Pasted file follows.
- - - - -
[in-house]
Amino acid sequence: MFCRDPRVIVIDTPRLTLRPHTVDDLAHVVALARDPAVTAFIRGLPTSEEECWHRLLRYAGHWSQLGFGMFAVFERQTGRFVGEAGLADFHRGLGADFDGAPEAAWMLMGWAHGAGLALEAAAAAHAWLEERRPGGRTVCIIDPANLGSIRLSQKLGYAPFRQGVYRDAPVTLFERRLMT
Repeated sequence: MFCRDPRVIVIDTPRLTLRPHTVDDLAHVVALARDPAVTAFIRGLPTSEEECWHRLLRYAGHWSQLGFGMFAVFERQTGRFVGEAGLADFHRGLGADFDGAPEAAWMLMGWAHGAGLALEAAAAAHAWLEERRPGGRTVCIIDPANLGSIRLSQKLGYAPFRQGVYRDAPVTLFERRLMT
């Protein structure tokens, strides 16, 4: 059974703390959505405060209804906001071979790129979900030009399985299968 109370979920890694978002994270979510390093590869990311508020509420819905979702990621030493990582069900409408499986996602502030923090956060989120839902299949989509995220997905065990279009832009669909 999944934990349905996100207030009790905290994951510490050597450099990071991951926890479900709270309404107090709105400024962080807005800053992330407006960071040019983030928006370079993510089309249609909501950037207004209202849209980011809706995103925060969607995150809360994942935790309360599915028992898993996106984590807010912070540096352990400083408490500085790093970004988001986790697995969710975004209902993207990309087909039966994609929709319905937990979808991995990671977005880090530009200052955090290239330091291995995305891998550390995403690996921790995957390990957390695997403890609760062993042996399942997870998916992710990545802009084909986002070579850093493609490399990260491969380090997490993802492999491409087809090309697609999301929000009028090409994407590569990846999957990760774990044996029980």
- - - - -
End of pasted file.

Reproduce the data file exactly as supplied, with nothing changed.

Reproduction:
[in-house]
Amino acid sequence: MFCRDPRVIVIDTPRLTLRPHTVDDLAHVVALARDPAVTAFIRGLPTSEEECWHRLLRYAGHWSQLGFGMFAVFERQTGRFVGEAGLADFHRGLGADFDGAPEAAWMLMGWAHGAGLALEAAAAAHAWLEERRPGGRTVCIIDPANLGSIRLSQKLGYAPFRQGVYRDAPVTLFERRLMT
Repeated sequence: MFCRDPRVIVIDTPRLTLRPHTVDDLAHVVALARDPAVTAFIRGLPTSEEECWHRLLRYAGHWSQLGFGMFAVFERQTGRFVGEAGLADFHRGLGADFDGAPEAAWMLMGWAHGAGLALEAAAAAHAWLEERRPGGRTVCIIDPANLGSIRLSQKLGYAPFRQGVYRDAPVTLFERRLMT
């Protein structure tokens, strides 16, 4: 059974703390959505405060209804906001071979790129979900030009399985299968 109370979920890694978002994270979510390093590869990311508020509420819905979702990621030493990582069900409408499986996602502030923090956060989120839902299949989509995220997905065990279009832009669909 999944934990349905996100207030009790905290994951510490050597450099990071991951926890479900709270309404107090709105400024962080807005800053992330407006960071040019983030928006370079993510089309249609909501950037207004209202849209980011809706995103925060969607995150809360994942935790309360599915028992898993996106984590807010912070540096352990400083408490500085790093970004988001986790697995969710975004209902993207990309087909039966994609929709319905937990979808991995990671977005880090530009200052955090290239330091291995995305891998550390995403690996921790995957390990957390695997403890609760062993042996399942997870998916992710990545802009084909986002070579850093493609490399990260491969380090997490993802492999491409087809090309697609999301929000009028090409994407590569990846999957990760774990044996029980």